• Do not ask for any form of compensation from an affected party.
  • You may compensate a disclosing party if you would like to after all known vulnerability details have been disclosed.
  • Do not disclose a bug or vulnerability on mailing lists, public boards, forums, social media or any other channel prior to Responsibly Disclosing to the organizations you have a published relationship with
  • Do not attempt any illegal acts, including phishing, physical attacks, DDoS, or any attempt to gain access without authorization

Standard Disclosure Timelines

Some vulnerabilities take more time to fix than others, and some organizations are able to switch tasks to fixes faster than others, and this ability tends to fluctuate over time.

Initial Contact

To disclose to a neighbor that you have an existing relationship with, you must contact them via their published contact details using the security procedures that they have published. If you get no response within two working days, you must try another two times with an interval of two working days each time. If you get no acknowledgement to those messages, you may optionally decide to attempt to reach them using other methods, but you must not include details of the vulnerability unless you are using their approved secure communication method.

If there is no response after your initial contact attempts, you should send another message saying that there has been no response to your (at least three) messages and setting a date for public disclosure that is not more than 90 days or less than 60 days in the future. If you receive a response during that time, both parties can agree to change the disclosure date in accordance with the rest of this process.

Giving Details

After you receive a response to your initial contact, you should disclose the details of the vulnerability to the potentially affected party, along with reasons you think they may be affected and any advice you have on how to fix the issue. Once you have made initial contact, you are expected to provide all the technical details about the vulnerability within two working days of receiving acknowledgement of your initial contact.

Your report should include:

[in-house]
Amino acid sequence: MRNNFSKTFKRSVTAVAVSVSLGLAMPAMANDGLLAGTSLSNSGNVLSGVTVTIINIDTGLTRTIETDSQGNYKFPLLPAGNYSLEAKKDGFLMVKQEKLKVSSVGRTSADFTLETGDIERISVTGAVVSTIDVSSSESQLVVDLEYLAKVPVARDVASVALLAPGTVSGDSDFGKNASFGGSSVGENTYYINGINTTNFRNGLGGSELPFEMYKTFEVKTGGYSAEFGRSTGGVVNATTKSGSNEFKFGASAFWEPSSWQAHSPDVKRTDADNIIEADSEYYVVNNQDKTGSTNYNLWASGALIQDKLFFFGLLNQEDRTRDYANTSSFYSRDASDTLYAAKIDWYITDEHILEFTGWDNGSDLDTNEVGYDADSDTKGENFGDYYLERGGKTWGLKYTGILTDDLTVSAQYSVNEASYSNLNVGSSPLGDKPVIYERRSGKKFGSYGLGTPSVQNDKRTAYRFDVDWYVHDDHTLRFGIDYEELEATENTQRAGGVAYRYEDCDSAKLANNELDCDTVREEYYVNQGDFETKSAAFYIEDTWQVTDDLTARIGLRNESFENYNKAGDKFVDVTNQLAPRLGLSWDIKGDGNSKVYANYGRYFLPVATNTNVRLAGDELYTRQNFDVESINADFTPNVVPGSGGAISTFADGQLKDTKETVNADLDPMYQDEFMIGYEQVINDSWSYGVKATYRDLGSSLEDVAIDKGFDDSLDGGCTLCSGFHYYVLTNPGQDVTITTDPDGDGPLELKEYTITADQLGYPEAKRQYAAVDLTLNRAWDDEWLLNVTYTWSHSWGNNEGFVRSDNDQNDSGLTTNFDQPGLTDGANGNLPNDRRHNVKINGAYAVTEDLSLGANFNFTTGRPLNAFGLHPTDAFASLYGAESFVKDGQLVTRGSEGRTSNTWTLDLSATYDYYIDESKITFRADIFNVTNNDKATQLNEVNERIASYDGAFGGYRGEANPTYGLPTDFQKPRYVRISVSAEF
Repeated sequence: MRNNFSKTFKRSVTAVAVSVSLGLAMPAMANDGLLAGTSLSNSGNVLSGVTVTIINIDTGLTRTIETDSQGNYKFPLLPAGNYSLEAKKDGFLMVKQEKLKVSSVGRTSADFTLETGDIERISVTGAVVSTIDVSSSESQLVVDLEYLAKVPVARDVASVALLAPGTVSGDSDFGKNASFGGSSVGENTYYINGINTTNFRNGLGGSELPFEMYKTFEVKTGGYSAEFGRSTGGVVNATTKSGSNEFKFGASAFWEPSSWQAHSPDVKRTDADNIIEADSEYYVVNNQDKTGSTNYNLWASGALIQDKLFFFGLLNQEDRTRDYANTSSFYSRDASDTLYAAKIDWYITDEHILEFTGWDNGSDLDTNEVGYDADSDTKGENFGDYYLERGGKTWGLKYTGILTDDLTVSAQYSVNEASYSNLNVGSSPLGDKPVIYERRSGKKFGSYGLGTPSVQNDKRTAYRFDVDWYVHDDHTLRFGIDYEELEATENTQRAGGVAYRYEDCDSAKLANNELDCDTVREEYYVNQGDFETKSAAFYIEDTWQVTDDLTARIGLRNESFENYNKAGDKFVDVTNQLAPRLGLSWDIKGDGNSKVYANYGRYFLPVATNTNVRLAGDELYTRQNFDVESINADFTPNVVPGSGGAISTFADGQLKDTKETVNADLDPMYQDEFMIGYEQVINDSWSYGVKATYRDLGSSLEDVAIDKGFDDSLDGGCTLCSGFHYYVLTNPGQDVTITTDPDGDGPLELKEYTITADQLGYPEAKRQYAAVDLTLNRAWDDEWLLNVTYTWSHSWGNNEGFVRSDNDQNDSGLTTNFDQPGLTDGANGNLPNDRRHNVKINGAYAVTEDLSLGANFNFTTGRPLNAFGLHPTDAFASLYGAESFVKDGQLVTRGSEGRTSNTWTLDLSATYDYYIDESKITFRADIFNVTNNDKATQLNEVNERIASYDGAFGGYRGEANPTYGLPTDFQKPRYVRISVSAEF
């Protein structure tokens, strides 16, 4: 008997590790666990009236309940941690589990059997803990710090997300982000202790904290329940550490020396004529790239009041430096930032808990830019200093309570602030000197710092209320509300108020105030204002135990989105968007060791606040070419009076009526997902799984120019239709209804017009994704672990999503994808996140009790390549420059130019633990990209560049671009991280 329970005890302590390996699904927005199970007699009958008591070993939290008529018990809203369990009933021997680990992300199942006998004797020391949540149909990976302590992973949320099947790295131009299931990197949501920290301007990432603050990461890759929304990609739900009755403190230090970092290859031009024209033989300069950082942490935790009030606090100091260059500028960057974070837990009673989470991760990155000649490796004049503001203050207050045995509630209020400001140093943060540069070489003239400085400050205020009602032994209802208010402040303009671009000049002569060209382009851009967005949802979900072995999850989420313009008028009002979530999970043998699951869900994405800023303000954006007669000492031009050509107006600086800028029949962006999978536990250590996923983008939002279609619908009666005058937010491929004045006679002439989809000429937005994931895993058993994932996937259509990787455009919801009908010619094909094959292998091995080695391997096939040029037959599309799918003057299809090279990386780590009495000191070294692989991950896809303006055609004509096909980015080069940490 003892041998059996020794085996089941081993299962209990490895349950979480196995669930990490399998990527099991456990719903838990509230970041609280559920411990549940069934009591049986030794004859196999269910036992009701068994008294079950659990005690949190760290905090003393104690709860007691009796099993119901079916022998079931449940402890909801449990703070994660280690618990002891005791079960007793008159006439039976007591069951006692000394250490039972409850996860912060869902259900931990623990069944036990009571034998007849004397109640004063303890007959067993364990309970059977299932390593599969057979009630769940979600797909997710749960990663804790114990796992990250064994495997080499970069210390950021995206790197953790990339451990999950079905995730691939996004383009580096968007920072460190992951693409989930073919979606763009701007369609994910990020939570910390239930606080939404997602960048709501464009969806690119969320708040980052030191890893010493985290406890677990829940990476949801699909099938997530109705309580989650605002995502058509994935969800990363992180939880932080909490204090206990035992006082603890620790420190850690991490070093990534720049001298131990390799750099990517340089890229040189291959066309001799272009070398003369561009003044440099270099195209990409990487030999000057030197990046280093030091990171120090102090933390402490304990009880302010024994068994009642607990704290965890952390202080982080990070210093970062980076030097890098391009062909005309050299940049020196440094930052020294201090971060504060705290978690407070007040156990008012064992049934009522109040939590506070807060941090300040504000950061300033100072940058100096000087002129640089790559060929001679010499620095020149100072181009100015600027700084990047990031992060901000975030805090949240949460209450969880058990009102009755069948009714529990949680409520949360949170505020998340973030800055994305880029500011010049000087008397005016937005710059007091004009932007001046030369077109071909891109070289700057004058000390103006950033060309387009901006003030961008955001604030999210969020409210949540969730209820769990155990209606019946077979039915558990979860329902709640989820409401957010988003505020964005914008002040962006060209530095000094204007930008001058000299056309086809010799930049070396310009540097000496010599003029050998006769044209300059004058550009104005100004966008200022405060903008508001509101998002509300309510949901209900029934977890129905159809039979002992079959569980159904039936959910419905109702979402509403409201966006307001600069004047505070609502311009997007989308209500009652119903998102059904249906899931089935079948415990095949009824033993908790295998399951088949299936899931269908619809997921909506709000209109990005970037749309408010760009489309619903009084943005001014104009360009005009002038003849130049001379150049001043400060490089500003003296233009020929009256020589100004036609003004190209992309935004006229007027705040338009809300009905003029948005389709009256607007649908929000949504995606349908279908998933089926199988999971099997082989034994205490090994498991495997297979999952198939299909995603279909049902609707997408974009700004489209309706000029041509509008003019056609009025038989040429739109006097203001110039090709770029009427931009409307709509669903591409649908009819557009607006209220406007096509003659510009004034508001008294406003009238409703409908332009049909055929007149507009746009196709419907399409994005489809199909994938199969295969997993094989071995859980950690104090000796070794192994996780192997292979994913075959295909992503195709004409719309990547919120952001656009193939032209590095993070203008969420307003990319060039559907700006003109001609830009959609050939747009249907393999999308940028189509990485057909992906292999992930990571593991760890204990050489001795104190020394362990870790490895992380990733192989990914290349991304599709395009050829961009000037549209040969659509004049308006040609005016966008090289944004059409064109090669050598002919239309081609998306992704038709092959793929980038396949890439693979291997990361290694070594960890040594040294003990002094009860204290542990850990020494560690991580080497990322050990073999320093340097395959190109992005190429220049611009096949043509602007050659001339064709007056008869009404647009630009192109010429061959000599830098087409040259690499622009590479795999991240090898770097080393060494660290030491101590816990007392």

• A PGP encrypted email to maintainers
  • Description of suspected vulnerability
  • Steps to reproduce the issue
  • Your email address and a secure mechanism to contact you
  • Your name and/or colleagues if you wish to be later recognized
  • Optionally a patch and/or suggestions to resolve the vulnerability

Setting Dates

After you have provided details of the issue to your neighbors, you both should agree on a date to release updates and a date to publicize the details of the issue. Issues that require only a small change should correspond with a date relatively soon after giving details - somewhere between 30 and 60 days. Issues that require a more significant investment by both parties might result in a date set up to 90 days in the future.

Parties involved in the disclosure should have the expectation of negotiating publishing dates with all of their neighbors that share the affected code, even if it turns out that those neighbors are not vulnerable for some other reason not known at the time.

It is up to each organization to determine their level of vulnerability to any disclosed issue, and rate issues accordingly. In general though, spend bugs should be considered very high priority - users losing access to their funds is precisely what this standard is intended to address.

It is up to each organization to notify their users of the availability of a fix and migrate their user base to the fixed version.

Coordinated Release

When executed faithfully, the intention of this standard is to have all affected parties release a fix for an issue to their users together, and then all release details of the vulnerability together after a period of time that everyone can agree on.

In practice this is not always possible, and sometimes it will be necessary to release when one or more parties are not ready. Without the threat of public release of vulnerability information, organizations aren’t always incentivized to act in good faith for the security of their users.

Once the dates are set, the clock is very much ticking: When the release date comes around, any and all participating parties should release the vulnerability information regardless of the availability of fixes and the adoption rate of their user base.

Responding with appropriate development resources to fix security bugs, implementing a user contact system, and an update system that can perform in this time-limited scenario is down to each participating organization.

At time of release, participants should make a reasonable effort to discreetly patch. Avoid language that can draw undue attention to commits & PRs, or consider embedding the fix among other updates.

Bounty Payments

Parties that have been disclosed to may, at their discretion, decide to pay a bounty to a disclosing party, but within the limits of their existing relationship (in the case of a neighbor), or their published bug bounty program (in the case of anyone else). Organizations implementing this standard may not attempt to coerce payments or sell bugs (see the section on “Ethical Behavior”).


If the reporting individual or organization would like to be recognized for their discovery, they may do so after the disclosure timeout. At the discretion of each participating team, a list of these individuals and/or organizations may recognize vulnerabilities disclosed responsibly.

Reference links:


A standard point from which crypto projects may derive their responsible disclosure policy.